Addis Ababa, Ethiopia (2021): With the increasing production, distribution and consumption of digital content, the spread of misinformation on various online media platforms has gathered speed in Ethiopia, in the past few years, fanning ethnic strife, causing distrust among a variety of groups and cultures, eroding tolerance and co-existence among people and communities, and more importantly contributing to the instability and disorder of the nation.
The high incidence of illiteracy, on top of the polarized political and historical narratives in the country is continually push people, especially the helpless youth, to fall into the traps of misinformation and disinformation in Ethiopia. This has been exacerbated by the absence of an organized system of fact-checking within the local news media in the country. Though there are a handful of initiatives here and there, the media in Ethiopia have largely been dormant in the fight against misinformation, both in the online and offline platforms.
While the legacy media is instrumental in tackling misinformation and disinformation in the near past, a great deal of effort is required to sensitize the news media in Ethiopia to work jointly in the struggle against the tide of misinformation and disinformation. In consideration of the immense potential of the mainstream media in the course of tackling misinformation and disinformation and improving the quality of information, MERSA Media Institute together with Deutsche Welle Akademie (DWA) and Code for Africa have been closely working with the local media houses on fact-checking.
Organizing a series of fact-checking trainings is one such intervention. This latest round of training which was held from 16- 19 February 2020, focused extensively on advanced fact-checking techniques and tools relevant in the process of verifying misinformation and disinformation.
The training was attended by journalists from four media outlets, who were trained on the most useful tools that can be used to do investigations on social media platforms such as Facebook and Twitter. The training further reflects on the elements of journalism and the need for media professionals to return to ethical journalism which is based on truth and verification.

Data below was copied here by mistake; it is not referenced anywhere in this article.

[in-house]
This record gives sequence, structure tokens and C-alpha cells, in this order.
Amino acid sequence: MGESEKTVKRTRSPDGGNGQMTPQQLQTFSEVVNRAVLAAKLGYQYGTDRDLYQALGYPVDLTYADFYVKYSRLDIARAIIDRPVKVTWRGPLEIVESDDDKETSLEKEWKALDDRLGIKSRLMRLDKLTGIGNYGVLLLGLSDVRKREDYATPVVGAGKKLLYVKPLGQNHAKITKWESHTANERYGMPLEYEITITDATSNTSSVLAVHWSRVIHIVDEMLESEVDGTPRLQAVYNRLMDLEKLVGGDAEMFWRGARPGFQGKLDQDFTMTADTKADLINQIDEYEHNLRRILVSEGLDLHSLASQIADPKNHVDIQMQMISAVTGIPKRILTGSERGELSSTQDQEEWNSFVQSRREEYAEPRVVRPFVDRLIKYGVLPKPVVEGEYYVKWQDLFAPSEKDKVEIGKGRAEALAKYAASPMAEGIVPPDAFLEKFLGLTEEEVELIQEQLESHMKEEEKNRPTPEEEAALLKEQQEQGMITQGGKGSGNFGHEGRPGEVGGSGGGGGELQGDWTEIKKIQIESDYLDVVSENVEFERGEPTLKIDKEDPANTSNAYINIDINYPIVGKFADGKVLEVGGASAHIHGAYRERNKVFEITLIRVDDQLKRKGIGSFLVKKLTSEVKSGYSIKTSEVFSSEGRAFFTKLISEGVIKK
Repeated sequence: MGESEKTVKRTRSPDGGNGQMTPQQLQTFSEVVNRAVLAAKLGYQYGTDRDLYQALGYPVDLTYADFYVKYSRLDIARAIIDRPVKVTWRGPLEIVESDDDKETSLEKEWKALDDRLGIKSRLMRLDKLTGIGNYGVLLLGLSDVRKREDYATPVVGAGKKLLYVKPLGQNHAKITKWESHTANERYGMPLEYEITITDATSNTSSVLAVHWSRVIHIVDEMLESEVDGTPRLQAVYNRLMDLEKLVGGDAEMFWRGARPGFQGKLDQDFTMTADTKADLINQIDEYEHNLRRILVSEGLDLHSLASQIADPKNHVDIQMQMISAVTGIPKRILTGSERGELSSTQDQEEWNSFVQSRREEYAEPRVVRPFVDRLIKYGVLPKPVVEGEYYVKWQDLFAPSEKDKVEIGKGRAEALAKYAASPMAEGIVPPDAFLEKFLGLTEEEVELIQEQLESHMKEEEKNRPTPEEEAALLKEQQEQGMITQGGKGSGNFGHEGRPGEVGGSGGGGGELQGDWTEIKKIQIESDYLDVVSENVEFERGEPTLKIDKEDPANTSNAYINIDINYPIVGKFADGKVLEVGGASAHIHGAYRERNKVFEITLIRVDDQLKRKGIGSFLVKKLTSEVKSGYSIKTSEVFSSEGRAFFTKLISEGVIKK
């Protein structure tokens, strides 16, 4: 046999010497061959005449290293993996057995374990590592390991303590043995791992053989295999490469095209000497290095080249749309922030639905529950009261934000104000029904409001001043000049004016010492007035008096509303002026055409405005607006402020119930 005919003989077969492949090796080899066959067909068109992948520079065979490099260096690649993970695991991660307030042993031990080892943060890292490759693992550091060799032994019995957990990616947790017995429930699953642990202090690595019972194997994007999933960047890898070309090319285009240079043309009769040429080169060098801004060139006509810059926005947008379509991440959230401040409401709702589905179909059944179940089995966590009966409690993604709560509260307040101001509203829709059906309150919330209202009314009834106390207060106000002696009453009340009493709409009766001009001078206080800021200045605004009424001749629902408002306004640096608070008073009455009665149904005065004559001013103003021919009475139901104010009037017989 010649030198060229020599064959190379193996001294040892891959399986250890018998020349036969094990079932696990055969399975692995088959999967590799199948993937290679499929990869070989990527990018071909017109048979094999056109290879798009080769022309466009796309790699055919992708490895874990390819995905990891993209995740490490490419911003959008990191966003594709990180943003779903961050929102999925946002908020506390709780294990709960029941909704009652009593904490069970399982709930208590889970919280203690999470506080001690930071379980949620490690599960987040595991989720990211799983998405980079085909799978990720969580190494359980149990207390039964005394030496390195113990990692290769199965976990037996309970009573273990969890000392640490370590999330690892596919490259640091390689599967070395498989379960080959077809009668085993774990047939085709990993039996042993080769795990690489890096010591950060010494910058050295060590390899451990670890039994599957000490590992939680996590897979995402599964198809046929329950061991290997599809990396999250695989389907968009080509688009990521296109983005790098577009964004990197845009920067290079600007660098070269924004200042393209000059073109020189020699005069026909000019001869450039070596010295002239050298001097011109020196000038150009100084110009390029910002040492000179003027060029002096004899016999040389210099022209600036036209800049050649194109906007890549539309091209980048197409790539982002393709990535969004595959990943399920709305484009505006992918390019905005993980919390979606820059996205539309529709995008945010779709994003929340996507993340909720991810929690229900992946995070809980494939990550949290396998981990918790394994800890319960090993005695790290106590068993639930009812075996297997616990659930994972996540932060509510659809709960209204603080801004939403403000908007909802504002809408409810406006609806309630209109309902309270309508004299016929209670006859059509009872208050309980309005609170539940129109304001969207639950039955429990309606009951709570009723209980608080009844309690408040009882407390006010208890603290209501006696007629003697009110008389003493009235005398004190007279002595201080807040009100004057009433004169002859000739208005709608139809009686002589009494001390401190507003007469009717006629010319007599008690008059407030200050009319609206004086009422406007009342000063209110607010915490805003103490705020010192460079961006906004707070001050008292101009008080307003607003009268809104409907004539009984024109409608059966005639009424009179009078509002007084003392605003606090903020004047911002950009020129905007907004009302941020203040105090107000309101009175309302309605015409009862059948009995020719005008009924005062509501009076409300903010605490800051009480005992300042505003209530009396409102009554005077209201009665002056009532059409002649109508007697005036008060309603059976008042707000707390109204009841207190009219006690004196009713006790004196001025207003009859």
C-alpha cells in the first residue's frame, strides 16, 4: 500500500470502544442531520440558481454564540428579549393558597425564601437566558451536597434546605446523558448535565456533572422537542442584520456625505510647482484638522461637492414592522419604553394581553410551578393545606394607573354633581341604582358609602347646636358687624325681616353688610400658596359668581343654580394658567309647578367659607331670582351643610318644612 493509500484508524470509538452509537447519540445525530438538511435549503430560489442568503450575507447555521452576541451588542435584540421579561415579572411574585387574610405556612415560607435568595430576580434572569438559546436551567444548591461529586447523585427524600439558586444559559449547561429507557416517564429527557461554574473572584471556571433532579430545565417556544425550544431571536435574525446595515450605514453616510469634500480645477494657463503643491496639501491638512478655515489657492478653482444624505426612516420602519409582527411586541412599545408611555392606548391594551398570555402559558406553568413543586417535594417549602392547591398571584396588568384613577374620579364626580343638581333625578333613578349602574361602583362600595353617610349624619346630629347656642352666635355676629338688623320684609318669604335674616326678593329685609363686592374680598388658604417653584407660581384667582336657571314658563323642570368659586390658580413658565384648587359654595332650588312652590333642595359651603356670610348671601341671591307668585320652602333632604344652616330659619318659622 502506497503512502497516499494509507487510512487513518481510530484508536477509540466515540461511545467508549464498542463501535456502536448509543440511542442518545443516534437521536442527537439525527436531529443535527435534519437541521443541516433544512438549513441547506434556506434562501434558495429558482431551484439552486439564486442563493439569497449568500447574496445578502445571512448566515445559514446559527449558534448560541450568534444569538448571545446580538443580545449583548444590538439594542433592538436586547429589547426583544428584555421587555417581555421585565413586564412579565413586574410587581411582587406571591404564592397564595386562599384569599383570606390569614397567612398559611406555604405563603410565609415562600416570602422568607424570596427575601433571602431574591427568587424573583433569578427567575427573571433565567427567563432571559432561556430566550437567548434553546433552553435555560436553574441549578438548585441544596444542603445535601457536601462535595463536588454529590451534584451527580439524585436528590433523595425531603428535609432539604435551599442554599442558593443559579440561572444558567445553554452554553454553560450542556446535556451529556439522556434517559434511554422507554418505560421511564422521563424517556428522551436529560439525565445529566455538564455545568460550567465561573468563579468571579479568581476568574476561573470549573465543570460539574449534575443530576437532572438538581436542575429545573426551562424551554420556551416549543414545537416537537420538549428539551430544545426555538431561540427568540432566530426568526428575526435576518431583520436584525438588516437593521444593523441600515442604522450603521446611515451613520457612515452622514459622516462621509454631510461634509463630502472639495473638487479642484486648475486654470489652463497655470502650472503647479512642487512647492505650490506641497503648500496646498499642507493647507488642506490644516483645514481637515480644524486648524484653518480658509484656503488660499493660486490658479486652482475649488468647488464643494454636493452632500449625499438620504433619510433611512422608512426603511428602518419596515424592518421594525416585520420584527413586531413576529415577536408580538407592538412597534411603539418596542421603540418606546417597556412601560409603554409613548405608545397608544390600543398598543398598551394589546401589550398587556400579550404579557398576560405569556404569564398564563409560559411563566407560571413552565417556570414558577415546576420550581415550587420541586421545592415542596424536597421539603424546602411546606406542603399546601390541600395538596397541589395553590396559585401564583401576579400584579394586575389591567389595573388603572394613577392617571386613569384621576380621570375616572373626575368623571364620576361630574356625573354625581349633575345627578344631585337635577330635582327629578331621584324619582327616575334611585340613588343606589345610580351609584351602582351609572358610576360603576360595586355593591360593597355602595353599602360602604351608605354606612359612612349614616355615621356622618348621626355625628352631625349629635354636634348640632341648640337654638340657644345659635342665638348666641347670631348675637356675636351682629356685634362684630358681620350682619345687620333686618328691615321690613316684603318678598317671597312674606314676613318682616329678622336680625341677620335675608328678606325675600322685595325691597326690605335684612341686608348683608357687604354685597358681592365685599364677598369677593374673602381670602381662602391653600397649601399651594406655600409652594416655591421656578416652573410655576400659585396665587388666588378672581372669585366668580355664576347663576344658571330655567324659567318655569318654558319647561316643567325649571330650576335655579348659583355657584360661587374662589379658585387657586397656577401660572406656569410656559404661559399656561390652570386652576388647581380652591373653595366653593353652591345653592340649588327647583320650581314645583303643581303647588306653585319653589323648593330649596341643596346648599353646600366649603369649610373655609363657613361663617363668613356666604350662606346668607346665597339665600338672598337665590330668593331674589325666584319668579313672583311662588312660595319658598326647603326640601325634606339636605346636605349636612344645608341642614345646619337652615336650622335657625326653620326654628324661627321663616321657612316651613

The tools were selected to answer questions surrounding misinformation, disinformation, and mal-information. The training also focused on how social media is used to propagate disinformation campaigns and how investigators can leverage open-source tools to identify, analyze or investigate disinformation and misinformation on social media.
During the training, participants were urged to guard against inadvertently spreading misinformation by engaging in good journalistic practices while reporting the news. The practice of fact-checking was discussed in detail as the training was concluded with a reflection session in which the participants emphatically expressed the topicality of engaging in fact-checking activities in a more organized fashion within media houses. It was also mentioned that such kind of training on fact-checking would help lay a stepping stone in the course of joining hands against the wave of misinformation and disinformation.
The four days of training were important for Journalists to continually update their skills through trainings, irrespective of what they know to be abreast with new developments in their field.